I’m going to thank both T-Mobile and Qualcomm for this. The latter because it supplies the Snapdragon 835 chipset that powers the NovaGo, along with most of the first gigabit LTE phones. That CPU contains the X16 LTE radio that allows these reliable, fast transfer speeds of 75 Mbps down (as detected by Speedtest). It took a little longer to load Engadget’s YouTube page than I’m used to on my WiFi connection, but the videos I picked started playing in hardly any time at all (a second or less). Pictures my friend sent over WhatsApp Web also loaded as quickly as they normally do on my phone or over my home WiFi, and the grainy selfies I took with the laptop’s webcam sent almost immediately.
Just as important, the Snapdragon 835 has held up pretty well, performance-wise. Running Windows on an ARM-based chipset seems potentially problematic, but so far I’ve had no issue installing and running most of my favorite apps. This is a Windows 10 experience that’s almost identical to my other PCs, save a couple minuscule differences. To be fair, I haven’t pushed the NovaGo very hard — I’ve been mostly using this for my usual on-the-go workflow, which consists of two windows full of tabs like Gmail, Docs, Calendar, Slack, and WhatsApp. If I were using this like my desktop-replacement laptop, there’d be a lot more Netflixing and shopping going on.
The NovaGo occasionally stuttered, especially when the Slack app is running, but I have similar issues with my Intel Core i5/7-powered PCs too. That’s probably because Slack is awful. I was also able to multitask smoothly while talking on a group video Hangout with my editor and colleagues. I still don’t know if this laptop will be able to manage Photoshop or other intensive apps — that’ll have to wait till I can test it more comprehensively for a full review.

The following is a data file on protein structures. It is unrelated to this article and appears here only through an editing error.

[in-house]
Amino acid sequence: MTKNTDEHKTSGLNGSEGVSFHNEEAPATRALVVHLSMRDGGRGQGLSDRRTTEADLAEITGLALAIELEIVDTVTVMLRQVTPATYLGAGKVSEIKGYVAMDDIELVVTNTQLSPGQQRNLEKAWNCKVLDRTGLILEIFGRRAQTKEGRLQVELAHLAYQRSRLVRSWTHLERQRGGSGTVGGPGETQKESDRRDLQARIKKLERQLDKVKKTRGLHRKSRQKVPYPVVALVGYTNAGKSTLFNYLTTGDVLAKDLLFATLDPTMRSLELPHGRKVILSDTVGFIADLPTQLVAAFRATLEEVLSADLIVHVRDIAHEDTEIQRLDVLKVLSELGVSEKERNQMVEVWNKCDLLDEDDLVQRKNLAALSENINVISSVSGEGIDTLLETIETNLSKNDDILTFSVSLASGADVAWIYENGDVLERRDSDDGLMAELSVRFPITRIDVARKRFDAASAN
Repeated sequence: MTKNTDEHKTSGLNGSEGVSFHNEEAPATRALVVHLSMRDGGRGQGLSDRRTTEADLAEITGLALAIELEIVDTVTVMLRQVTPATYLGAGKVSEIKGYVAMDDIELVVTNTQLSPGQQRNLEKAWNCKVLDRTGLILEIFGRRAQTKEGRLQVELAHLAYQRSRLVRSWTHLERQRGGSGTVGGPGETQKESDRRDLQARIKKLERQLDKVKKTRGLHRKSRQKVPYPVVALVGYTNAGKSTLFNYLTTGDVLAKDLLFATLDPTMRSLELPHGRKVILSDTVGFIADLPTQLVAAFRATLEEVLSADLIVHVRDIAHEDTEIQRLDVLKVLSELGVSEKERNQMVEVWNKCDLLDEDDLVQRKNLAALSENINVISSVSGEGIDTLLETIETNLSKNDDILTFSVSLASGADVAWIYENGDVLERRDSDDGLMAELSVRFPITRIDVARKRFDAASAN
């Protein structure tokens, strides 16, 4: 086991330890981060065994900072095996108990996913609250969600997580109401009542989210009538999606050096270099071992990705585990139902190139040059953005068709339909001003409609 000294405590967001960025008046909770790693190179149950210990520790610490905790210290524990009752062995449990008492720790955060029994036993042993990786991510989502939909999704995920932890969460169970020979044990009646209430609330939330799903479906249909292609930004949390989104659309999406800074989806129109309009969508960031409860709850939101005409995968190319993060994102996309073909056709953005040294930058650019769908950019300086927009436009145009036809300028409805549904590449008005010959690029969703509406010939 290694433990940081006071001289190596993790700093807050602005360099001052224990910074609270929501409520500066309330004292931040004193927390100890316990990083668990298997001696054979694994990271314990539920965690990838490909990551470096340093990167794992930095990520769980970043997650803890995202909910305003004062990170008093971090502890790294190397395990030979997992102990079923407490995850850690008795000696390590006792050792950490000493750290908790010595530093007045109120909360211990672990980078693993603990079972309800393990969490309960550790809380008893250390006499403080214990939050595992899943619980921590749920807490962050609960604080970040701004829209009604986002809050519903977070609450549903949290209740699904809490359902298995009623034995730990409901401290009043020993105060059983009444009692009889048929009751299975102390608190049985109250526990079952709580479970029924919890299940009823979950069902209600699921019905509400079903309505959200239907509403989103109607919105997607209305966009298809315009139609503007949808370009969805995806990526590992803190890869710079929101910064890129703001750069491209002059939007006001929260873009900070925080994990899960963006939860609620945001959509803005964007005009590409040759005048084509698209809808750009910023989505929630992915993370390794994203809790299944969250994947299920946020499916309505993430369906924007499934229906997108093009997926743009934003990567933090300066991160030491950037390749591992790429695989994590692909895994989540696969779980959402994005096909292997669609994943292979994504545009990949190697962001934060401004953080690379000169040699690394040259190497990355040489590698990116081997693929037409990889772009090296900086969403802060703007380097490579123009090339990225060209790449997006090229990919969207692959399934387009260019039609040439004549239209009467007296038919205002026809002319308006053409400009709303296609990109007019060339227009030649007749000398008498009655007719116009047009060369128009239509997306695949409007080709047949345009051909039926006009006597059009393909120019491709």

You could get a somewhat similar experience with any old notebook and a cellular dongle. Of course, those setups require extra moving parts and didn’t offer speeds as fast as this promises. The software appears better integrated here, too. Going from WiFi to a cellular connection brought up an alert saying, “This PC is on a metered network,” warning me to pause background syncs to save data. When I switched over to a WiFi network in my office, the laptop struggled a little with the shift in connection. Some of my tabs went offline for a few seconds before coming back on again. That’s a minor hiccup, though. For the most part, changing between WiFi and LTE is seamless.
By now, I’ve spent close to 48 hours with the NovaGo (and have taken way more cab rides than I should, really). In that time, the battery has been chugging along just fine. It’s supposed to last up to 20 hours, which is a potential life-changer for my painfully long journeys to Asia. I haven’t used the NovaGo nonstop for that duration just yet, and in all honesty, I keep plugging it in because I want to run a battery test soon.
After about three hours of using it since the last full charge, the battery indicator said we’re at 72 percent, and that there was about eight hours of juice left on this thing. But I don’t think that estimate is accurate, since a little bit before that it was reporting five hours left.
A few quick final observations: Compared to the MacBook and MateBook I use at shows, the NovaGo’s keyboard is a dream. It offers ample travel and a spongy feedback that my fingers appreciate. Another advantage the ASUS laptop has over the Apple and Huawei is ports. As in, it has plenty of them. Instead of just one or two USB-C sockets, the NovaGo has HDMI, two USB As, a microSD card slot and a headphone jack.
The major downside so far is that it doesn’t offer USB-C. For a system that promises to be like a smartphone, this is a big letdown. I still have to lug around the ASUS-branded proprietary charger if I want to bring this laptop on a weekend trip, in addition to the USB C cables I’ll be taking for my phones. If I pick the MacBook or MateBook, I can bring just the one charger for all my devices. Finally, the NovaGo’s display could stand to be a bit brighter. In direct sunlight, it was hard to see what I was writing — all I saw was the reflection of my puffy winter coat.